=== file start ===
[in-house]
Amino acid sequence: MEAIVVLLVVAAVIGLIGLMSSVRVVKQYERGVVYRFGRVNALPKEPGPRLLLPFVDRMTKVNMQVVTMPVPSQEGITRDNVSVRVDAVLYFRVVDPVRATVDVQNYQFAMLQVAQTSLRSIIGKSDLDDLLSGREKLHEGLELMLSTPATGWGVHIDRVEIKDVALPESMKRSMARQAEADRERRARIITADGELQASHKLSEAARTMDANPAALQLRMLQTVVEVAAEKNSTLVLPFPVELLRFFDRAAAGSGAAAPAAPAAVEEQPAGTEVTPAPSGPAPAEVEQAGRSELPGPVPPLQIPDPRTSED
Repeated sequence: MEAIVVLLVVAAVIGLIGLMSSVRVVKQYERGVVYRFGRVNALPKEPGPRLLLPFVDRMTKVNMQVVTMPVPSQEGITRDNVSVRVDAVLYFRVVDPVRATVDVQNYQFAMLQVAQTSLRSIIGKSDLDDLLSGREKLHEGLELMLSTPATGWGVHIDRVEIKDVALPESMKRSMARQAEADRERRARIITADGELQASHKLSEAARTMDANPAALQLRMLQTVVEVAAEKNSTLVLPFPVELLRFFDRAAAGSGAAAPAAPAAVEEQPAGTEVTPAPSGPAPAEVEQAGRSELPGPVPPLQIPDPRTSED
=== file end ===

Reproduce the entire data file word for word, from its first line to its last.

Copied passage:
[in-house]
Amino acid sequence: MEAIVVLLVVAAVIGLIGLMSSVRVVKQYERGVVYRFGRVNALPKEPGPRLLLPFVDRMTKVNMQVVTMPVPSQEGITRDNVSVRVDAVLYFRVVDPVRATVDVQNYQFAMLQVAQTSLRSIIGKSDLDDLLSGREKLHEGLELMLSTPATGWGVHIDRVEIKDVALPESMKRSMARQAEADRERRARIITADGELQASHKLSEAARTMDANPAALQLRMLQTVVEVAAEKNSTLVLPFPVELLRFFDRAAAGSGAAAPAAPAAVEEQPAGTEVTPAPSGPAPAEVEQAGRSELPGPVPPLQIPDPRTSED
Repeated sequence: MEAIVVLLVVAAVIGLIGLMSSVRVVKQYERGVVYRFGRVNALPKEPGPRLLLPFVDRMTKVNMQVVTMPVPSQEGITRDNVSVRVDAVLYFRVVDPVRATVDVQNYQFAMLQVAQTSLRSIIGKSDLDDLLSGREKLHEGLELMLSTPATGWGVHIDRVEIKDVALPESMKRSMARQAEADRERRARIITADGELQASHKLSEAARTMDANPAALQLRMLQTVVEVAAEKNSTLVLPFPVELLRFFDRAAAGSGAAAPAAPAAVEEQPAGTEVTPAPSGPAPAEVEQAGRSELPGPVPPLQIPDPRTSED